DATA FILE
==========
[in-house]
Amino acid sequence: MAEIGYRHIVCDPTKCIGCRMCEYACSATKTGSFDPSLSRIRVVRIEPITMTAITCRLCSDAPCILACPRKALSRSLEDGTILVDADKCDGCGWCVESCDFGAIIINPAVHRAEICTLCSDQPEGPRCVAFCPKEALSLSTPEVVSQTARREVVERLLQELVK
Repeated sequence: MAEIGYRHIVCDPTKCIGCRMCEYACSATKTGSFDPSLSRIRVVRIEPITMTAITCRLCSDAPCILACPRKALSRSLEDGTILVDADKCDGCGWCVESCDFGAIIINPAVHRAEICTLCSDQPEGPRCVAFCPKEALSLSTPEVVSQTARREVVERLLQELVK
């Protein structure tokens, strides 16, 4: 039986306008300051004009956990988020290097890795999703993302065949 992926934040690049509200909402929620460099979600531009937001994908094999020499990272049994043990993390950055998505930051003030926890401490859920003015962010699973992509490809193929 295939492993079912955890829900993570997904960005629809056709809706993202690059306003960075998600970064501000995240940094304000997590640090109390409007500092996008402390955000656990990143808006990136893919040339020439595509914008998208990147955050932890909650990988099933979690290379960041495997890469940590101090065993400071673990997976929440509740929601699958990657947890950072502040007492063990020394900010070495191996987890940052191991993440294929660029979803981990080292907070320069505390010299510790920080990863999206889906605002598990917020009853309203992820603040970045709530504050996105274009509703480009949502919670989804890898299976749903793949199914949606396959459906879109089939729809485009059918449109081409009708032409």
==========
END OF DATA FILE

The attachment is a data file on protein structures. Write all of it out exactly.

[in-house]
Amino acid sequence: MAEIGYRHIVCDPTKCIGCRMCEYACSATKTGSFDPSLSRIRVVRIEPITMTAITCRLCSDAPCILACPRKALSRSLEDGTILVDADKCDGCGWCVESCDFGAIIINPAVHRAEICTLCSDQPEGPRCVAFCPKEALSLSTPEVVSQTARREVVERLLQELVK
Repeated sequence: MAEIGYRHIVCDPTKCIGCRMCEYACSATKTGSFDPSLSRIRVVRIEPITMTAITCRLCSDAPCILACPRKALSRSLEDGTILVDADKCDGCGWCVESCDFGAIIINPAVHRAEICTLCSDQPEGPRCVAFCPKEALSLSTPEVVSQTARREVVERLLQELVK
């Protein structure tokens, strides 16, 4: 039986306008300051004009956990988020290097890795999703993302065949 992926934040690049509200909402929620460099979600531009937001994908094999020499990272049994043990993390950055998505930051003030926890401490859920003015962010699973992509490809193929 295939492993079912955890829900993570997904960005629809056709809706993202690059306003960075998600970064501000995240940094304000997590640090109390409007500092996008402390955000656990990143808006990136893919040339020439595509914008998208990147955050932890909650990988099933979690290379960041495997890469940590101090065993400071673990997976929440509740929601699958990657947890950072502040007492063990020394900010070495191996987890940052191991993440294929660029979803981990080292907070320069505390010299510790920080990863999206889906605002598990917020009853309203992820603040970045709530504050996105274009509703480009949502919670989804890898299976749903793949199914949606396959459906879109089939729809485009059918449109081409009708032409």